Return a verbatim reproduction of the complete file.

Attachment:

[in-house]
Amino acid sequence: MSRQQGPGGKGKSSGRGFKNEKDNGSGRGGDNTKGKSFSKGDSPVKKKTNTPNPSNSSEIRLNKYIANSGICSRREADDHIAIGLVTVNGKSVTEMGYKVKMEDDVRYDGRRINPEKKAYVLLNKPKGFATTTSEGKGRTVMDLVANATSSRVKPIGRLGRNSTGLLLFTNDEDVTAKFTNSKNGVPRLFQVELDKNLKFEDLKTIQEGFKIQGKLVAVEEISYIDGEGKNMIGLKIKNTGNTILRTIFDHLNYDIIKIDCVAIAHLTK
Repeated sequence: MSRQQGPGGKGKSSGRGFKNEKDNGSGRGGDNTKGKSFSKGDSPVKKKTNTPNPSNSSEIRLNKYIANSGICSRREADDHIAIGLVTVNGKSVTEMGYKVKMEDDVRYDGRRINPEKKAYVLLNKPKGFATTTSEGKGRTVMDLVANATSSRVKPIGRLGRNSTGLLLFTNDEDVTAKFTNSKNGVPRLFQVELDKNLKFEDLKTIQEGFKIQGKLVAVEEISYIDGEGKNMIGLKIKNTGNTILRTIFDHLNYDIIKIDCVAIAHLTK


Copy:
[in-house]
Amino acid sequence: MSRQQGPGGKGKSSGRGFKNEKDNGSGRGGDNTKGKSFSKGDSPVKKKTNTPNPSNSSEIRLNKYIANSGICSRREADDHIAIGLVTVNGKSVTEMGYKVKMEDDVRYDGRRINPEKKAYVLLNKPKGFATTTSEGKGRTVMDLVANATSSRVKPIGRLGRNSTGLLLFTNDEDVTAKFTNSKNGVPRLFQVELDKNLKFEDLKTIQEGFKIQGKLVAVEEISYIDGEGKNMIGLKIKNTGNTILRTIFDHLNYDIIKIDCVAIAHLTK
Repeated sequence: MSRQQGPGGKGKSSGRGFKNEKDNGSGRGGDNTKGKSFSKGDSPVKKKTNTPNPSNSSEIRLNKYIANSGICSRREADDHIAIGLVTVNGKSVTEMGYKVKMEDDVRYDGRRINPEKKAYVLLNKPKGFATTTSEGKGRTVMDLVANATSSRVKPIGRLGRNSTGLLLFTNDEDVTAKFTNSKNGVPRLFQVELDKNLKFEDLKTIQEGFKIQGKLVAVEEISYIDGEGKNMIGLKIKNTGNTILRTIFDHLNYDIIKIDCVAIAHLTK